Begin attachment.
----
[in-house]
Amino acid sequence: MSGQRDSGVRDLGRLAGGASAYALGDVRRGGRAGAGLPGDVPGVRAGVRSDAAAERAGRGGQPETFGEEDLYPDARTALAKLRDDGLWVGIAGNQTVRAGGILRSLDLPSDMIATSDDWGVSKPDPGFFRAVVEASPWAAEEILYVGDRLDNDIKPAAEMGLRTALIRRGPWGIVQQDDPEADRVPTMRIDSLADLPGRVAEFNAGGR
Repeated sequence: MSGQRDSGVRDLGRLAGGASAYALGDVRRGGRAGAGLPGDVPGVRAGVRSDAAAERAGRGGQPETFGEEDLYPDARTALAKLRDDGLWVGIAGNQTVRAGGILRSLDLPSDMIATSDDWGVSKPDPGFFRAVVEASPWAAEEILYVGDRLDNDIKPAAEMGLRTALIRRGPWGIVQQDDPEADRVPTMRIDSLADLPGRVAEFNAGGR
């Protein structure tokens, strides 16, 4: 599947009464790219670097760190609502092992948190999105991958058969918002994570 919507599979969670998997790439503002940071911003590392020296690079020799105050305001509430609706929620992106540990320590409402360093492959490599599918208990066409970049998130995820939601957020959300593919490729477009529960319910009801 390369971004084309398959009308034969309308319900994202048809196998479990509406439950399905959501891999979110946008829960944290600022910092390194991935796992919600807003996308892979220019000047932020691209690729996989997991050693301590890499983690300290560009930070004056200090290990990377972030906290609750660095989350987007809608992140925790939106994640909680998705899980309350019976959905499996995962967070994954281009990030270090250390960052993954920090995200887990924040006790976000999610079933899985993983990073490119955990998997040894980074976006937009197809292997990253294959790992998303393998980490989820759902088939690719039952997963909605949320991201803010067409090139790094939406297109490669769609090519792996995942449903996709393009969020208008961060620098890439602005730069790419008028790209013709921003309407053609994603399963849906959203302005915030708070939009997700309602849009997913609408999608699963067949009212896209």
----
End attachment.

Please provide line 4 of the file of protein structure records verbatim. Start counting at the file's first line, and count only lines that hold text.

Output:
């Protein structure tokens, strides 16, 4: 599947009464790219670097760190609502092992948190999105991958058969918002994570 919507599979969670998997790439503002940071911003590392020296690079020799105050305001509430609706929620992106540990320590409402360093492959490599599918208990066409970049998130995820939601957020959300593919490729477009529960319910009801 390369971004084309398959009308034969309308319900994202048809196998479990509406439950399905959501891999979110946008829960944290600022910092390194991935796992919600807003996308892979220019000047932020691209690729996989997991050693301590890499983690300290560009930070004056200090290990990377972030906290609750660095989350987007809608992140925790939106994640909680998705899980309350019976959905499996995962967070994954281009990030270090250390960052993954920090995200887990924040006790976000999610079933899985993983990073490119955990998997040894980074976006937009197809292997990253294959790992998303393998980490989820759902088939690719039952997963909605949320991201803010067409090139790094939406297109490669769609090519792996995942449903996709393009969020208008961060620098890439602005730069790419008028790209013709921003309407053609994603399963849906959203302005915030708070939009997700309602849009997913609408999608699963067949009212896209």